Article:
Scale - it is good practice to check the object’s scale. You can do so by comparing it to a primitive object of size 1 unit. Modelling assets already in the correct scale will prevent having to resize in the game engine.
T-Pose - modelling characters in a relatively neutral pose and minimising mesh bend, will be helpful for the later step of rigging.
Pivot Point - it is also a good idea to keep the pivot point of the object in mind, as this controls the way transformations are applied.
Mesh refining - it is advisable to make sure there are no weld vertices, hidden faces or holes.
While it can be done at any time in the process after modelling, texturing was the third step in our process. There are a few different ways to texture a 3D model, and the one used here was UV unwrapping and mapping with Blender’s UV editing tools.
Put simply, UV mapping is the process of mapping a 2D image onto a 3D model’s surface, where U and V are the 2D axes of said image.
For this, the 3D model has to be “UV unwrapped”, i.e. the faces of the mesh need to be projected onto a 2D plane as a UV map. Blender does this automatically, but when handling characters it is a good idea to manually define the face edges that will work as “seams” for the mesh to split.
Once unwrapped, the UV map is displayed on Blender’s editor and can be directly painted on, as well as the 3D model itself. By assigning a textured material to the model, changes in the texture file will be reflected on it.
Rigging is the step that should follow modelling (or texturing if the process is sequential), once you have made sure topology is fixed and the mesh is clean. It is the creation of the skeleton that the mesh will be bound to in order to be animated. In AI:MMO, this was also done in Blender with an armature and parented bones that control the way the mesh moves and deforms.
For the simpler model, fewer bones were used, as there was no need for fingers, a complex spine or a facial rig, but depending on the end goal, a rig can have up to 100 joints/bones.
Skinning is the action of binding the mesh, i.e. binding the “skin” to the rig so that it can be controlled and animated. In Blender, this is done by “weight painting”, the process by which, for each bone, you assign vertices with a certain weight depending on the influence it has on them. It can be done automatically or manually, or a bit of both. A few common recommendations while rigging:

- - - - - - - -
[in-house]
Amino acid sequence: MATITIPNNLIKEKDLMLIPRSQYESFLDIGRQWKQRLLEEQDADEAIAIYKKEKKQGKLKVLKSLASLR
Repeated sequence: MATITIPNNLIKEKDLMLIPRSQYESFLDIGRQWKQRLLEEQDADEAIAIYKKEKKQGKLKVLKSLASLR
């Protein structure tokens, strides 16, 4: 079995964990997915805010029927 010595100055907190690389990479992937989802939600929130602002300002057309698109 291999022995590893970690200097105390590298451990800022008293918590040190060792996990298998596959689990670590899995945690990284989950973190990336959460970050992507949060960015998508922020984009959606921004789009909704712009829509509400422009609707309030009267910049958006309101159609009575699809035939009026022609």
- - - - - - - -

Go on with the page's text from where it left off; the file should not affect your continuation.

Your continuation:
Test the skeleton with a simple animation without the mesh bind to ensure it works as desired.
Start skinning by applying automatic weights (whichever are provided by the 3D package used).
Go in and tweak weight manually, testing the deformation as you go along.
6. Animating and Exporting
Blender has its own animation layout, with a timeline, dope sheet, graph editor and all the tools required to carry out most game animations. For AI:MMO, a simple run animation was created with the basic rig and exported to Unity, alongside the model in .FBX format.
3D character creation is a crucial and complex part of the game development and animation pipeline. We have focused on a very simple example, as required by the AI:MMO game, but the steps are common to most cases and serve as a base for further research on the matter. We hope you have found this useful!
If you have any personal experience of using Blender for character creation and animation, we’d love to hear from you. You can get in touch on twitter: @codeforlifeuk or facebook: @CodeForLifeUK.
Alternatively if you’re interested in getting involved with the Code for Life initiative check out our job openings or take a look at our volunteering opportunities by visiting the AI:MMO GitHub page and our translations page.
Written by Maria Fernando, Game Artist at Code for Life